Temperatures plunged to 26 below zero in Minnesota on Jan. 26, 1897, the day that Dorna Seewald was born in Waseca. That’s still the record low for that date.

A reader of this column, Timothy Minea of Mendota Heights, recently came across a photograph of Dorna, his grandmother, snapped soon after that frigid birthday nearly 122 years ago.

But it wasn’t so much the baby picture that attracted Minea’s eye as the photography studio that took it: Yates Sisters, Waseca, Minn.

“Women photographers in the 1890s?” Minea said. “Surely they must have been pioneers of a sort.”

Well, yes and no. The Yates sisters are among 232 women listed on the Minnesota Historical Society’s online directory of commercial photographers, studios and galleries. The directory is most complete for the years 1850 to 1920, when Lillian and Margaret Yates plied their trade in Waseca, Waterville and later Worthington. It lists nearly 1,700 photographers, with more than six times as many male photographers as female.

But thanks to researcher Linda Taylor at the Waseca County Historical Society, we know a bit more about the Yates sisters, Lillian and Margaret, who ran their photography business from 1886 to around 1908. From kids on tricycles to newlyweds, more than 200 of the Yates sisters’ portraits are online on the Waseca County Historical Society’s website, at tinyurl.com/YatesSisters.

“It was remarkable that these young ladies had a business that early in time in this county,” Taylor said. “They not only owned and operated one studio but opened another in Waterville. Only men had photography businesses in this county those years. I feel they were before their time.”

As for the women behind the camera, Taylor sifted through census records and newspaper ads to glean what she could about their lives.

The sisters were born in Wisconsin, Lillian about five years before Margaret. Their parents, New Yorkers Jerome and Desdemona Yates, moved in the early 1880s to Wasioja, Minn. By 1888, Lillian had moved 40 miles west to Waseca, where she eventually took over the town’s photo business from her boss, Hubert Manderfeld.

“Miss Yates who has worked for Mr. Manderfeld two years, will continue the business and expects to sustain the reputation which the gallery had while in Mr. Manderfeld’s hands,” the Waseca Radical reported.

Lillian renamed the business “Miss L. Yates Photography Gallery” and took both photographs and ferrotypes, a popular tintype that captured images on a thin sheet of metal. “Satisfaction guaranteed in cloudy as well as in clear weather,” her ad said.

Business was bright enough that Lillian added Margaret by late 1888, and the gallery was re-christened “Yates Sisters.” “The Misses Yates are doing excellent work at Manderfeld’s old gallery,” the newspaper proclaimed. “Call and inspect their work and prices.”

They sold their Waterville gallery by 1894, assuring customers that “we shall be able to fill our orders more promptly” with the shop in Waseca. But only a few years later they sold their Waseca studio and moved to Worthington, where Lillian promptly opened a new photo operation.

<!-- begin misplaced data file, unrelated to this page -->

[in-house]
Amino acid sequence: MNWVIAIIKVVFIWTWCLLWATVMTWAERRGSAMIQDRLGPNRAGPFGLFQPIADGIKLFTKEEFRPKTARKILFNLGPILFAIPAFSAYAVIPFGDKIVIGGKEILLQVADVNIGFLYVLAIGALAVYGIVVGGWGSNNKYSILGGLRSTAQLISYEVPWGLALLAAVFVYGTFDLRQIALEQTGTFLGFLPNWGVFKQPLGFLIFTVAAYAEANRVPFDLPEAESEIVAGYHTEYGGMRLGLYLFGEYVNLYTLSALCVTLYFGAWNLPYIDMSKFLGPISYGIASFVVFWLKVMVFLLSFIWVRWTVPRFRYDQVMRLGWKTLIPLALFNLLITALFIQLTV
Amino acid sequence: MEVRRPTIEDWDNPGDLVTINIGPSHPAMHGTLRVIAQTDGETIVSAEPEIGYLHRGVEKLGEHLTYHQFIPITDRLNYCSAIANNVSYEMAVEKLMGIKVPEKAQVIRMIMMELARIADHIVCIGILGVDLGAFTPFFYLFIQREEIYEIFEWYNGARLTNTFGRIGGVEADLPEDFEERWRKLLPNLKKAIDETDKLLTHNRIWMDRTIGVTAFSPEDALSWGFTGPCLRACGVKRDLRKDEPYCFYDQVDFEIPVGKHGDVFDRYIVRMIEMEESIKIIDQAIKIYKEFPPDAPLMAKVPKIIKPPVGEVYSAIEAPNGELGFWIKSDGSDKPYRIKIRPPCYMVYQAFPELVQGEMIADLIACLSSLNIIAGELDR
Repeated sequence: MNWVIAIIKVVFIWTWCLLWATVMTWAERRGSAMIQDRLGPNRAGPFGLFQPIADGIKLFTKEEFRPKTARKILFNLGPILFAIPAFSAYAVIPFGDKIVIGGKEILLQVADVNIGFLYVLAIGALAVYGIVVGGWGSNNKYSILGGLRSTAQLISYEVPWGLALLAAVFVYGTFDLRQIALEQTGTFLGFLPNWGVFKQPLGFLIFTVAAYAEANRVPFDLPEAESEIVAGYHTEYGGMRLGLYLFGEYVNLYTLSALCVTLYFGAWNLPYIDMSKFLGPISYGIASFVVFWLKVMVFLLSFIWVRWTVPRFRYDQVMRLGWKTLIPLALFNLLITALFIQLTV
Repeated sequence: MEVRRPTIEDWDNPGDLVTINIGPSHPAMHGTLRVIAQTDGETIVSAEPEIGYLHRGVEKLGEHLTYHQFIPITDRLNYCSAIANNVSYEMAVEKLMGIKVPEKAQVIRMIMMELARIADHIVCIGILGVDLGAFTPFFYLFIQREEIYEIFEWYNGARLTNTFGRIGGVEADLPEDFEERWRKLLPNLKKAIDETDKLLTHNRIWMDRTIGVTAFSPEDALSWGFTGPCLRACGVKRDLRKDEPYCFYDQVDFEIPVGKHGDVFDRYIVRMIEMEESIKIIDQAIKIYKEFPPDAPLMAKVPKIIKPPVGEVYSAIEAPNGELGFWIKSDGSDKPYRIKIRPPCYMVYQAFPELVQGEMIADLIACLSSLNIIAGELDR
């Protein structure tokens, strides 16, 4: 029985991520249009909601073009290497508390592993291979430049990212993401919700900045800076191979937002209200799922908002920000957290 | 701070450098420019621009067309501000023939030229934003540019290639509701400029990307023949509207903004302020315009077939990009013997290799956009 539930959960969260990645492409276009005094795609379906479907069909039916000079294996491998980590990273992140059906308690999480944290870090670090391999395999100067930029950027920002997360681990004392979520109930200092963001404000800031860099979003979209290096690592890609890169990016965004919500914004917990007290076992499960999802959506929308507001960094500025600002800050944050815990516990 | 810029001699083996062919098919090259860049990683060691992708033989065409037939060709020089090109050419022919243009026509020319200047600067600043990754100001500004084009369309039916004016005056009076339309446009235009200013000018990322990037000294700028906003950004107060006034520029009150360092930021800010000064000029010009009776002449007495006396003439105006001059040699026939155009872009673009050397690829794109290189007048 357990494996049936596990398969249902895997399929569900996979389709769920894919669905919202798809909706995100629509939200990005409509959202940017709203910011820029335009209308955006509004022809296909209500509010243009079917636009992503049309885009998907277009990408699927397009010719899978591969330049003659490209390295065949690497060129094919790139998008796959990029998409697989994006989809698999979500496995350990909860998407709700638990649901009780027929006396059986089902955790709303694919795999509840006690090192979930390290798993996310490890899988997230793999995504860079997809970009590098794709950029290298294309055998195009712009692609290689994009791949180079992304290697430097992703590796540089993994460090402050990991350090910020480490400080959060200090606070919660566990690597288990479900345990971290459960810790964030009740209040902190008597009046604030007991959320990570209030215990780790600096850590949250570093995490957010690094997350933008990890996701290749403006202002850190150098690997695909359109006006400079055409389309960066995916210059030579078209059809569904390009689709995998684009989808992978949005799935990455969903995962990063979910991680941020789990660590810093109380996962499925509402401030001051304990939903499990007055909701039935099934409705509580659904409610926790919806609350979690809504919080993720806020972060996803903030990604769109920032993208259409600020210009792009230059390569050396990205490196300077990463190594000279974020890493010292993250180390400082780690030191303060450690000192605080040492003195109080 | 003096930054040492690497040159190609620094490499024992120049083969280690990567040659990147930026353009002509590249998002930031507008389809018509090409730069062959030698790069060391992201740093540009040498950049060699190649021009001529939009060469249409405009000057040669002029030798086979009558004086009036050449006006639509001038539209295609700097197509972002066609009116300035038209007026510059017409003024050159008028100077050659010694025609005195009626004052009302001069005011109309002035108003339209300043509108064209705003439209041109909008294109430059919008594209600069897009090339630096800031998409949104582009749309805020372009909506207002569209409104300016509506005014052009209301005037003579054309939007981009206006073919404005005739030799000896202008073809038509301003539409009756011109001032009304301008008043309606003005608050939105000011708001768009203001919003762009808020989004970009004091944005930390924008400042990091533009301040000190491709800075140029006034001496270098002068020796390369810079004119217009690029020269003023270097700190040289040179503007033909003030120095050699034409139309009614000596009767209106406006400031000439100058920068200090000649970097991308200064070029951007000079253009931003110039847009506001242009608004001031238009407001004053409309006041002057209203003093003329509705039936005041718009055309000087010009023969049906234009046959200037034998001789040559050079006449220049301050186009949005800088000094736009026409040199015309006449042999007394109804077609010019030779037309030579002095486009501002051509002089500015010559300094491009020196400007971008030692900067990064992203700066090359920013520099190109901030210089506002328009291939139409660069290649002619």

“Since coming here, [Lillian] has not only proven herself an artist in her line, but most accommodating,” the Worthington Advance reported. “She desires it stated that she does nothing but first class and up to date work.”

Lillian took photos in Worthington for 10 years, including a memorable family shot in 1908 that was “unique,” the Advance said, “in as much as it was a four-generation photo and the principals were relatives of the photographer. The picture is the more remarkable from the fact that all were male subjects and there is a difference of ninety years between the eldest and the youngest people.”

By 1910, Lillian had sold the business to her Worthington competitor, H.J. Blume, and the middle-aged sisters moved to Fall River County in the southwestern corner of South Dakota. Their photography days apparently were over; the 1910 U.S. census lists them both as farmers. Margaret also worked as a cook at the South Dakota State Soldiers’ Home, according to Taylor’s research.

Heart failure felled Margaret on May 24, 1913, and her body was taken to New Ulm for burial. Although records conflict, she was in her 40s.

Unlike Margaret, who never married, Lillian tied the knot — not once but twice. She married Robert Hewitt in South Dakota in 1914 and divorced him by 1920, when the census shows her living as a roomer in a family’s home and working as a hardware store saleswoman.

She married again in 1921, to a Frenchman named John Germiquet who owned a recreation parlor in Edgemont, S.D., south of the Black Hills.

Lillian died in 1941 and was buried in Edgemont’s cemetery — more than 500 miles from the sister who accompanied her most of her life.

Curt Brown’s tales about Minnesota’s history appear each Sunday. Readers can send him ideas and suggestions at mnhistory@startribune.com. His new book looks at 1918 Minnesota, when flu, war and fires converged: https://tinyurl.com/MN1918. Podcasts at www.onminnesotahistory.com.